Researchers develop biometric mirror to analyse personality traits

Researchers develop biometric mirror to analyse personality traits

Researchers at the University of Melbourne in Australia have  developed the world’s first artificial intelligence (AI) system, a biometric mirror,  that can detect and display personality traits of a subject simply by analyzing a photograph.

The”Biometric Mirror” was unveiled on Tuesday. It works by comparing the user’s data with thousands of other facial images in it’s database.

The data that biometric mirror uses is based on crowdsourced feedback on people’s facial appearance, project leader Dr Niels Wouters from the University of Melbourne’s Centre for Social Natural User Interfaces said.

When someone stands in front of Biometric Mirror, the system detects a range of facial characteristics in seconds. It then compares the user’s data to that of thousands of facial photos, which were evaluated for their psychometrics by a group of crowd-sourced responders.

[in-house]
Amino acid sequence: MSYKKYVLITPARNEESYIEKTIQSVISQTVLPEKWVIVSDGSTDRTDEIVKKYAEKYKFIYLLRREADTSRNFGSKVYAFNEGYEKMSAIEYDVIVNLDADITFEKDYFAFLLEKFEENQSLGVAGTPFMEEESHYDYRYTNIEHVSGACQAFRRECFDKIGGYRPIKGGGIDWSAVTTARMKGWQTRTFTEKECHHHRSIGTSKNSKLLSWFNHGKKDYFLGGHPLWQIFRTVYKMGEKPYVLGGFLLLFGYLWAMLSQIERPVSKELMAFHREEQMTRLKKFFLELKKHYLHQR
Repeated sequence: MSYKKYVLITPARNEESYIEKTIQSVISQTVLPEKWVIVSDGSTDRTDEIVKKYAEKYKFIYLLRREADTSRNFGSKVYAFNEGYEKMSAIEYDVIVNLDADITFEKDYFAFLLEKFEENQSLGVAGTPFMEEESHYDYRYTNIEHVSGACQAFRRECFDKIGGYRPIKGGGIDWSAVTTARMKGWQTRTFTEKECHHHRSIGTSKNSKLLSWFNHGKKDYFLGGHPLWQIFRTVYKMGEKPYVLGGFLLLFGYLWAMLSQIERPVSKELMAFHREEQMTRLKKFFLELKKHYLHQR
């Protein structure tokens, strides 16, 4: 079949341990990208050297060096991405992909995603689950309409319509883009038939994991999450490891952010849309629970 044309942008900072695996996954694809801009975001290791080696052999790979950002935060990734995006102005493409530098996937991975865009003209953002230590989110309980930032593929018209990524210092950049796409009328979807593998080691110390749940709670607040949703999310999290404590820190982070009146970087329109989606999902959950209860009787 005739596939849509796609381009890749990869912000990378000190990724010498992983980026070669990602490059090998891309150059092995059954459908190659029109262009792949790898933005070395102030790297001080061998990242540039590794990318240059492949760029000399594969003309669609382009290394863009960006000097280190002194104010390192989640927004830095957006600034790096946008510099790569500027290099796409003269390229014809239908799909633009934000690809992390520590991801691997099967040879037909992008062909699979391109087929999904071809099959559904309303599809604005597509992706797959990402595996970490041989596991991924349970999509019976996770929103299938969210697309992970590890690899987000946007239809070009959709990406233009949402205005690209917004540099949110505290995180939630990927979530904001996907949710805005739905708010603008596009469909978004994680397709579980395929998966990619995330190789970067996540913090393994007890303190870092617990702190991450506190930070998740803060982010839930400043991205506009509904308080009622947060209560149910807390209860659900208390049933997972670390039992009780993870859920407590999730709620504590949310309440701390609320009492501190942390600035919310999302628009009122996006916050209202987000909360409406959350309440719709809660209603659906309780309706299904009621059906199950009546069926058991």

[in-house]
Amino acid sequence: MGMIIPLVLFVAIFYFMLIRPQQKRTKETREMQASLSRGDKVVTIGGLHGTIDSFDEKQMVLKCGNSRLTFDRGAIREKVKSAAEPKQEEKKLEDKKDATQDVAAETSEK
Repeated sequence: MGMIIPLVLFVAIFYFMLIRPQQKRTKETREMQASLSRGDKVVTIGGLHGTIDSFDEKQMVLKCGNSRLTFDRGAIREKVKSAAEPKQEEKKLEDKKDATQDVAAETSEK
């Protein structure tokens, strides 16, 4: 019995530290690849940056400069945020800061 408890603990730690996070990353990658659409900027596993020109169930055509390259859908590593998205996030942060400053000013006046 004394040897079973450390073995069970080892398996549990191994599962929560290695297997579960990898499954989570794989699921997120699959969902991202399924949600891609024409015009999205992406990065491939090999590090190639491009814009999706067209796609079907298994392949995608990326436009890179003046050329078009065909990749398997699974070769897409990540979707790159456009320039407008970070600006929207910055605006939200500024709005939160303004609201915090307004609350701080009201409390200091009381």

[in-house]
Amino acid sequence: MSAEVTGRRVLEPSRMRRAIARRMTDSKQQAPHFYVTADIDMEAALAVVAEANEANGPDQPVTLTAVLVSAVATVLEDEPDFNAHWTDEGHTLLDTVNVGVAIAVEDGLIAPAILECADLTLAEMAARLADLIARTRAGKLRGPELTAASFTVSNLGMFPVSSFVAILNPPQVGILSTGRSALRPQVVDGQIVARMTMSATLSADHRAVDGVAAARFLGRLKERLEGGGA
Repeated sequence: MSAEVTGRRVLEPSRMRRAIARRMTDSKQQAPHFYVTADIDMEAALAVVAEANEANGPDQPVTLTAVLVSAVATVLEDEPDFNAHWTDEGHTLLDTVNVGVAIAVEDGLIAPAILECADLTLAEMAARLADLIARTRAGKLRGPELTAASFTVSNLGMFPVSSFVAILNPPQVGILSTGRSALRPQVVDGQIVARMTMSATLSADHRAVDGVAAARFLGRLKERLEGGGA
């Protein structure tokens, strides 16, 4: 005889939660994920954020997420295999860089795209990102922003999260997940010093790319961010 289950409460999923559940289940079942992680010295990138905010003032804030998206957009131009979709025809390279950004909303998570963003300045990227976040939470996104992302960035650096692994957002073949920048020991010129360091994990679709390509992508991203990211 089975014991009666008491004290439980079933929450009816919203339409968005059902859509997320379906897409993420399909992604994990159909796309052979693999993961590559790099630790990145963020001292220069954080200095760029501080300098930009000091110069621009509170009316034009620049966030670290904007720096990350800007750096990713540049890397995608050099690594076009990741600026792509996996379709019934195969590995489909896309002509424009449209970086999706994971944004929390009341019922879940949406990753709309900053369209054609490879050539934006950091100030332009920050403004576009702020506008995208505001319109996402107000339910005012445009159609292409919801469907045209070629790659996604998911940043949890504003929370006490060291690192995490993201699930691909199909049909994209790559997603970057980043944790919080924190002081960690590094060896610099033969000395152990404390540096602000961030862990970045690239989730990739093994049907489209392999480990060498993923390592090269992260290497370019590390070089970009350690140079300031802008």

Biometric Mirror displays 14 characteristics, from gender, age and ethnicity to attractiveness, weirdness and emotional stability. The longer a person stands there, the more personal the traits become.

The research project, led by Dr Niels Wouters from the Centre for Social Natural User Interfaces (SocialNUI) and Science Gallery Melbourne, explores the concerns this technology raises around consent, data storage and algorithmic bias.

“With the rise of AI and big data, government and businesses will increasingly use CCTV cameras and interactive advertising to detect emotions, age, gender and demographics of people passing by,” Dr Wouters said.

“Our study aims to provoke challenging questions about the boundaries of AI. It shows users how easy it is to implement AI that discriminates in unethical or problematic ways which could have societal consequences. By encouraging debate on privacy and mass-surveillance, we hope to contribute to a better understanding of the ethics behind AI.”

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